• lentils
  • grains
  • seeds
  • fruit and vegetables.

Potatoes with their skins on are also a good source of fibre.

Try to limit how much red and processed meat you eat. These are linked to a higher risk of bowel and prostate cancer. Red meat is beef, pork, lamb and veal. Processed meats include sausages, bacon, salami, tinned meats, and packet meats like sandwich ham.

You can find more detailed information about diet and cancer risk on the World Cancer Research Fund website (wcrf-uk.org).

I eat lots of fruit and vegetables. I try to have five a day, and starchy foods like wholegrain bread.

Robin

How diet can help reduce your risk of cancer

Macmillan Specialist Dietician Helen Kennedy explains how a healthy diet can reduce your risk of cancer and help if you're having treatment.

About our cancer information videos

How diet can help reduce your risk of cancer

Macmillan Specialist Dietician Helen Kennedy explains how a healthy diet can reduce your risk of cancer and help if you're having treatment.

About our cancer information videos


Be physically active

Many studies have found that regular physical activity can reduce the risk of cancer. You should try to do at least 30 minutes of activity every day. Your cancer risk is reduced further if you are active for more than 30 minutes a day and if you exercise harder (vigorous activity).

You do not have to go to the gym to be active. Some people enjoy regular walking, cycling or swimming instead. During your regular activity, you should feel you are breathing faster but are still able to talk. Your pulse should be slightly faster than normal. You can increase the amount of activity you do as you get used to exercising.

If you are not used to doing exercise, ask your GP for advice about getting started. You can find more information about keeping active on these websites:


Limit how much alcohol you drink

Drinking alcohol increases your risk of mouth and throat cancers. It is also linked to the following cancers:

In general, the more you drink, the higher your risk. Your risk is even higher if you also smoke.

The current guidelines say that if you drink alcohol:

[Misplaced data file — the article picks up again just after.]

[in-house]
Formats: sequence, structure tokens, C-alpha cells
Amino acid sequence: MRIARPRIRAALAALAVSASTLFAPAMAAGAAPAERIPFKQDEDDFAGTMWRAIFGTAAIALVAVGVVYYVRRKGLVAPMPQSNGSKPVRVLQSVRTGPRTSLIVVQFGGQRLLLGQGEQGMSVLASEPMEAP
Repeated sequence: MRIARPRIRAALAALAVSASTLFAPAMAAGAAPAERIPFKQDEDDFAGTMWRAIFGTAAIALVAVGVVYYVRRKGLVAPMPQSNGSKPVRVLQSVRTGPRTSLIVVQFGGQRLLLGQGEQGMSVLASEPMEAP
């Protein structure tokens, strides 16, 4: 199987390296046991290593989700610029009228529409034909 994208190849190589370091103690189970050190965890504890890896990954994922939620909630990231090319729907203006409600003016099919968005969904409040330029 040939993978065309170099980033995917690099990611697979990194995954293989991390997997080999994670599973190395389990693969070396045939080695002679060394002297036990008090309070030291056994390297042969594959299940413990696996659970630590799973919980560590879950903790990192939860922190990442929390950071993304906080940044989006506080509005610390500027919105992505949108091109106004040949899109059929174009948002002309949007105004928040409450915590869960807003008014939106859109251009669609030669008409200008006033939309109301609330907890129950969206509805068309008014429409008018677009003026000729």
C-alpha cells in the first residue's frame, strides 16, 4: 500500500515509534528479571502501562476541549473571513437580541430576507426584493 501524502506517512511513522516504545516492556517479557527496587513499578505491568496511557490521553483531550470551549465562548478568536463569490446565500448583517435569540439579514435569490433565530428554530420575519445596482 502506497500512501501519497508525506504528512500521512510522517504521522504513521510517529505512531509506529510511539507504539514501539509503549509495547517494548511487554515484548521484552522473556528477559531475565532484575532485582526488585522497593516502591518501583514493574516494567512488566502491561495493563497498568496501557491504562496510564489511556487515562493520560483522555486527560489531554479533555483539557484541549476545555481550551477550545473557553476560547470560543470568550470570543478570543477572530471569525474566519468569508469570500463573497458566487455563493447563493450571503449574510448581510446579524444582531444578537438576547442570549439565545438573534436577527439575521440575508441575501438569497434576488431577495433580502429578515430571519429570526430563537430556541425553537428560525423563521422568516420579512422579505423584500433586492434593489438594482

• do not regularly drink more than 14 units of alcohol in a week
  • spread the amount you drink in a week over three or more days
  • try to have several alcohol-free days every week.

Remember, the number of units you are drinking depends on the size and strength of your drink:

  • Half a pint of lower-strength (3 to 4%) beer, lager or cider contains 1 unit.
  • Half a pint of higher-strength (5%) beer, lager or cider contains 1½ units.
  • A standard glass of wine (175ml), often called a small glass in pubs and bars, contains around 2 units.
  • A large glass of wine (250ml) contains 3 units.
  • A single measure (25ml) of 40% spirits contains 1 unit.

You can find more information about alcohol and drinking guidelines at drinkaware.co.uk.


Take care in the sun

Spending some time outside in the sun helps you stay healthy. Our bodies need sunlight to make vitamin D. This is important for bone health and reduces the risk of many illnesses, including cancer. But it is important to protect your skin from burning, as this can increase your risk of skin cancers.

If you are going to be out in the sun for longer than a few minutes, you should protect your skin. Here are some tips to help you stay safe in the sun:

  • Wear clothes that cover your body, arms and legs.
  • Wear a hat that protects your head, face and neck.
  • Wear sunglasses with wide wrap-around lenses or wide arms with the CE Mark (this shows they meet the relevant European Standard).
  • Stay in the shade when you can.
  • Use a sun cream with a sun protection factor (SPF) of at least 30.

Using sun beds or sun lamps also increases your risk of skin cancer. If you want to look tanned, use fake-tanning lotions or sprays.


Protect yourself from viruses

Viral infections are very common and usually do not cause cancer to develop. A small number of viruses have been linked to a higher risk of certain types of cancer. These include:

Using condoms and dental dams during sex can help protect you from some viruses.